Some forms of Spinocerebellar ataxia (SCAs) are members of a larger group of diseases known as polyglutamine diseases. This group of diseases are caused by an abnormally long stretch of repetitive segments in the DNA. Scientists have identified that more repeats generally correspond with earlier disease onset, however, this is not always the case. Therefore, scientists have established that disease onset may be affected by other things, such as their environment or other parts of their genome or genetic factors. If researchers can identify these genetic factors, it could improve how these diseases are treated.

The cells in your body are equipped with machinery that helps identify and repair damage to DNA that occurs thousands of times a day from normal cellular processes or the environment (such as sun damage). A few years ago, GWAS revealed that genes involved in these pathways could affect SCA disease onset, and this opened up a new and exciting route of discovery for scientists! Many scientists are currently exploring this route, and more will be done in the coming years to see if we can find new therapies.

If you are interested in reading more about this GWAS report, check out our summary on the paper.

If you would like to learn more about Genome-Wide Association Studies, take a look at these resources by the National Human Genome Research Institute and MedlinePlus.

Snapshot written by Dr. Claudia Hung, edited by Dr. Ray Truant and Celeste Suart.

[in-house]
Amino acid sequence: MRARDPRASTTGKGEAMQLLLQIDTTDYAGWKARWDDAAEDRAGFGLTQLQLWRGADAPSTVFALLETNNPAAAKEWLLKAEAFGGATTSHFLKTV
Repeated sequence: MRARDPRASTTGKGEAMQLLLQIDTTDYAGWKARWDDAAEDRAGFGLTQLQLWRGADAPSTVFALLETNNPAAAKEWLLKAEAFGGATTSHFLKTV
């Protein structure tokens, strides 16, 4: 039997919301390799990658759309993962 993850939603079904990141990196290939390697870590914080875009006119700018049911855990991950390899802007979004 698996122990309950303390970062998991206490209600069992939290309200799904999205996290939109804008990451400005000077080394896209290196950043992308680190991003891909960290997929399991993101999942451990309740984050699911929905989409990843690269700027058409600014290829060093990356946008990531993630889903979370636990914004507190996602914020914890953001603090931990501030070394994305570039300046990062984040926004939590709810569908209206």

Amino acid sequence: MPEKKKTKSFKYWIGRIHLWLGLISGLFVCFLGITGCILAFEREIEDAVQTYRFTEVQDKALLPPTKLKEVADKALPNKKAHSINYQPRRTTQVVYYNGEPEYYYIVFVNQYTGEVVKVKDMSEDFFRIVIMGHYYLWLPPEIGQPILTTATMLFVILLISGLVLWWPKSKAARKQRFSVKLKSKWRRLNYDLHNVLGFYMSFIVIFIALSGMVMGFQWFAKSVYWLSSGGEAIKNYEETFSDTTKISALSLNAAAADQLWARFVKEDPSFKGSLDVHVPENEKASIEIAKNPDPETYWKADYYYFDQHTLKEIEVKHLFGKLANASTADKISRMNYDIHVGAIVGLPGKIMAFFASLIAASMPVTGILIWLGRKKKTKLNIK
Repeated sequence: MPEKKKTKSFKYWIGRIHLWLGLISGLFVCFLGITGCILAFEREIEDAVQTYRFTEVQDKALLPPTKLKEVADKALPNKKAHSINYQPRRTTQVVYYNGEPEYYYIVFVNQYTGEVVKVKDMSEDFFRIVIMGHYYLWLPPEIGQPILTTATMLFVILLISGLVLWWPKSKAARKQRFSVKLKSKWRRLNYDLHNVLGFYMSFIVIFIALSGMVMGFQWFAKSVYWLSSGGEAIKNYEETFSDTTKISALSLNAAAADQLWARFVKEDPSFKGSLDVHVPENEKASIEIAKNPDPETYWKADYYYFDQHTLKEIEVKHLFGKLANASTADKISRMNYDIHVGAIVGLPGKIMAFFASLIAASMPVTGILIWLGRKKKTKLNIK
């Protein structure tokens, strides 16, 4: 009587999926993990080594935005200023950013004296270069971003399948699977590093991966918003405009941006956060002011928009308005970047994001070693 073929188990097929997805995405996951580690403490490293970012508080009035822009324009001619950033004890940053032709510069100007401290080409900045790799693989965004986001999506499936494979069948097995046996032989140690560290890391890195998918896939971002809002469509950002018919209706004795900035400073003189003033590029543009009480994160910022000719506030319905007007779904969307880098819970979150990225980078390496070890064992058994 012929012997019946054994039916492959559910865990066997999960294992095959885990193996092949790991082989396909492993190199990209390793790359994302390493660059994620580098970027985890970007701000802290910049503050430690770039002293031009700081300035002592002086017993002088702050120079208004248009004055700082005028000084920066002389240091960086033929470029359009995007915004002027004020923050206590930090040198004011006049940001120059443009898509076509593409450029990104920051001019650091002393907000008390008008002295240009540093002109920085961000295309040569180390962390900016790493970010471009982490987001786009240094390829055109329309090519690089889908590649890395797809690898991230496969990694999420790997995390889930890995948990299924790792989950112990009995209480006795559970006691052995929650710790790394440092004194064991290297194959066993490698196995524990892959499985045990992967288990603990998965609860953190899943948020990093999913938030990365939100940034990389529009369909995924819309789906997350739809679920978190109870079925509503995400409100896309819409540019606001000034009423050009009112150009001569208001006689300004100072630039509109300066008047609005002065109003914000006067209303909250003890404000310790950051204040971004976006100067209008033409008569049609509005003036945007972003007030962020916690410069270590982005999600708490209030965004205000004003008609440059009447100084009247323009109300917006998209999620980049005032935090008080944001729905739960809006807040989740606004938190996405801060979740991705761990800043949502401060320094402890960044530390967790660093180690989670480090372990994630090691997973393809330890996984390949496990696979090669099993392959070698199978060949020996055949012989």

Spotlight: The Neuro-D lab Leiden

Principal Investigator: Dr. Willeke van Roon-Mom

Location: Leiden University Medical Centre, Leiden, The Netherlands

Year Founded: 1995

What disease areas do you research?

What models and techniques do you use?

A group photo of members of the Neuro-D lab Leiden standing outside on a patio.
This is a group picture taken during our brainstorm day last June. From left to right: Boyd Kenkhuis, Elena Daoutsali, Tom Metz, Ronald Buijsen, Willeke van Roon-Mom (PI), David Parfitt, Hannah Bakels, Barry Pepers, Linda van der Graaf and Elsa Kuijper. Image courtesy of Ronald Buijsen.

Research Focus

What is your research about?

The Neuro-D research group studies how diseases develop and progress at the molecular level in several neurodegenerative diseases. They focus on diseases that have protein aggregation, where the disease proteins clump up into bundles in the brain and don’t work correctly.

We focus strongly on translational research, meaning we try to bridge the gap between research happening in the laboratory to what is happening in medical clinics. To do this we use more “traditional” research models like animal and cell models. But we also use donated patient tissues and induced pluripotent stem cell (iPSC) models, which is closer to what is seen in medical clinics.